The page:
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they're going to stay in russia and so all we have is an indictment hanging out there they'll never be an opportunity for muller or his people to prove this indictment or for the people who have been accused to defend themselves i don't believe in indictments that are designed simply to destroy the reputation of people without giving them an opportunity to respond i was opposed when richard nixon was named as an unindicted coconspirator because if you're an unindicted coconspirator you can't defend yourself i feel the same way about the russians who have been indicted there will be no opportunity for them to defend themselves they probably believe that if they came to america and stood trial they couldn't get a fair trial and i think they would probably be right about that so i think you have to put the accusations against the russians in context and remember that they'll be no trial of these people and no opportunity to disprove these allegations at least one the russian may be brought to trial. i'm talking about
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maria buton a russian woman who pled guilty to felony charges of conspiracy to act as an unregistered foreign agent and she's been held in solitary confinement she's been falsely and publicly very publicly accused of being essentially a prostitute of trading sexual favors for influence does this kind of treatment correspond to the gravity of the crime that she stands accused of it doesn't sound like it does that to me it sounds to me like again they're trying to squeeze her they're trying to get her to provide information against the real targets and they're using tactics that are calculated to make people saying and perhaps composed so i am very concerned as a civil libertarian about the kind of tactic that was used against her against matter for against stone arresting him at six in the morning with a swat team putting him in shackles and then immediately allowing him bail low bail
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it was all show it was all designed to put pressure on him and that's not the way a legal system should operate under the rule of law i think the most troubling aspect of the boots in the case for me is that there is nothing specific that she stands accused off it's essentially about developing and outwork of contacts and speaking in favor and publicly about improving u.s. russian relations and i do it all the time on this television i did that when i was a student at an american university i thought it was generally a good idea to you know be friends with another major power other any reason other russians studying or reciting in the united states to be more careful about how they communicate with the american peers and what sob jacks they raise in there in an ordinary conversation well it would be a terrible thing if russian students were not permitted full and complete free speech rights the first amendment applies to everybody in the united states i want to hear from russian students i want to hear what they are honestly thing. i don't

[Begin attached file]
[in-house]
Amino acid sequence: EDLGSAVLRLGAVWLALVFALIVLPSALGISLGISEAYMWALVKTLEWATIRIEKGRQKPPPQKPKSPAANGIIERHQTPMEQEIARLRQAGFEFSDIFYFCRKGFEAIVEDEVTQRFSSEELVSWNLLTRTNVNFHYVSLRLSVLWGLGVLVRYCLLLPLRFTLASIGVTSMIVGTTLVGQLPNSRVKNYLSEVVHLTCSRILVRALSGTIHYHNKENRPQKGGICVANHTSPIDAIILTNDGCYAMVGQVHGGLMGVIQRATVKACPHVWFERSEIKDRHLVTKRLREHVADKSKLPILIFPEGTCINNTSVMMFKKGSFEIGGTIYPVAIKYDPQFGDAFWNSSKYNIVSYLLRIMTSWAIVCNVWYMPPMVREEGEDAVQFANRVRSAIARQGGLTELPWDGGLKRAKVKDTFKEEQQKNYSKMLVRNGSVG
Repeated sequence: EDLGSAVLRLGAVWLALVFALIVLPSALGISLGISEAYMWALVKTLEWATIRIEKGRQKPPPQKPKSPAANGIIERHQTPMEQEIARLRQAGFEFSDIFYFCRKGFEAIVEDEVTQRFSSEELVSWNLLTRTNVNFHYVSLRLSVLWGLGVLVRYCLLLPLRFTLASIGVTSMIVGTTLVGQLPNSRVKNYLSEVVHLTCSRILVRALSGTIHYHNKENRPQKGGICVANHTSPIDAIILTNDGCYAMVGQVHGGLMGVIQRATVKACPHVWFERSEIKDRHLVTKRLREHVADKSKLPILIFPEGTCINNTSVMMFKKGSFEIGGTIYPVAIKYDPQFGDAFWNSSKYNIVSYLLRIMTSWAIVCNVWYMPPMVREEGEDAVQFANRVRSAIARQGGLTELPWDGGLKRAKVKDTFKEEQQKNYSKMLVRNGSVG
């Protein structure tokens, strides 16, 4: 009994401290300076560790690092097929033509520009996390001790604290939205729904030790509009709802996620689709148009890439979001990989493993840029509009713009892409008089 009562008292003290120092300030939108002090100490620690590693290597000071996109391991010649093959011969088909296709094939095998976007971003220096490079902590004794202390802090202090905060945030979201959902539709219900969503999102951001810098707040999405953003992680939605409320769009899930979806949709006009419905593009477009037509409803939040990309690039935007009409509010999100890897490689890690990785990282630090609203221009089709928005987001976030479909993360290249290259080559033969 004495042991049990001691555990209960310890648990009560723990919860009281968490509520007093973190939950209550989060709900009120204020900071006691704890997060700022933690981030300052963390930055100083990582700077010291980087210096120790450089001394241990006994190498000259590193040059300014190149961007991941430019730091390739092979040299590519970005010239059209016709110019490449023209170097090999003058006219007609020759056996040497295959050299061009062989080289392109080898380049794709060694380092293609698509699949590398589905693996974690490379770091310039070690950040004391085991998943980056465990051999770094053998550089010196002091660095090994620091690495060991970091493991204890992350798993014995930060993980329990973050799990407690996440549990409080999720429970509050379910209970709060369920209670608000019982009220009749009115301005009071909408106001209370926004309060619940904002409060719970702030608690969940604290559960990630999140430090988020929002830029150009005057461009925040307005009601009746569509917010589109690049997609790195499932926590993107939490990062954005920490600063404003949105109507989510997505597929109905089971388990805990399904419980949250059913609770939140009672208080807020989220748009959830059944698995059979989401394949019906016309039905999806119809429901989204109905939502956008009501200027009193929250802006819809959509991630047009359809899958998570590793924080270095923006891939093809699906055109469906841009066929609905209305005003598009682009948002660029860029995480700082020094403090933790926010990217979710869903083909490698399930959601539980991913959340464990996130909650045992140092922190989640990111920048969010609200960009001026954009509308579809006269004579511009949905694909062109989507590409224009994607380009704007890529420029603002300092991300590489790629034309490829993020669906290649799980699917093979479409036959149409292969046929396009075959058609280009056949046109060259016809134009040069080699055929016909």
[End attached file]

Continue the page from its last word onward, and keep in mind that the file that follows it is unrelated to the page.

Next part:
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want them to be afraid that if they say something they'll be arrested and prosecuted i think it's important for us to communicate with each other it was maybe twenty five years ago when the soviet union still existed that i was in a nationally internationally televised debate with three russian warriors and three americans and we debated on n.b.c. the legal systems of the two countries on the issues of refuseniks and others and it was a terrific debate and americans benefited from it everybody listening to the debate benefited from it the russians expressed their view we expressed our view and the ultimate result was people could decide who got the better of the argument that's what should happen under our first amendment whether you're a russian or an american well professor dershowitz i'm looking forward to seeing such debates in the future but for the time being i have to thank you for your time and for your willingness to engage with me as the russian i hope that has not been codified as in the fans in the united states yet bro i enjoyed your questions they
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were actually and i hope that we can continue to talk to each other and learn from each other i encourage our viewers to keep this conversation going in our social media pages and hope to see you again same place same time here on worlds apart. and in another one of the my fellow swager both of us. bandicoots old movie theater
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i. was in this way got to talk so hard not to think of the mother disappointed to see the look of a power and i know from the start that if. this is the only thing that we do is music because everybody fights his way. to. the floor you can fall off the feet down it is worthless woody allen. movie but at the at the moment on the. what i see is this is the fun that is cold comfort. for when the say something quite remarkable in the night twenty nineteen we're watching a country britain testbed in a nineteenth century bubble brayley for. just two hundred years they're going to
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crash into the twenty first century as if they're just being teleported into the twenty first century. what politicians do. they put themselves on the line to get accepted or rejected. so when you want to be president. i want to. have two going to be close to what the four three in the morning can't be good. i'm interested always in the waters of our. friendship. was. was.
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was. more fury in france tens of thousands of yellow vest activists turned out for a fourteenth straight weekend of anti-government protests with clashes erupting in the capital it has now been three months since the protest movement began also ahead. haiti is gripped by civil unrest with thousands of protesters flooding the streets of the caribbean nation's capital they're calling on the president to step down over claims.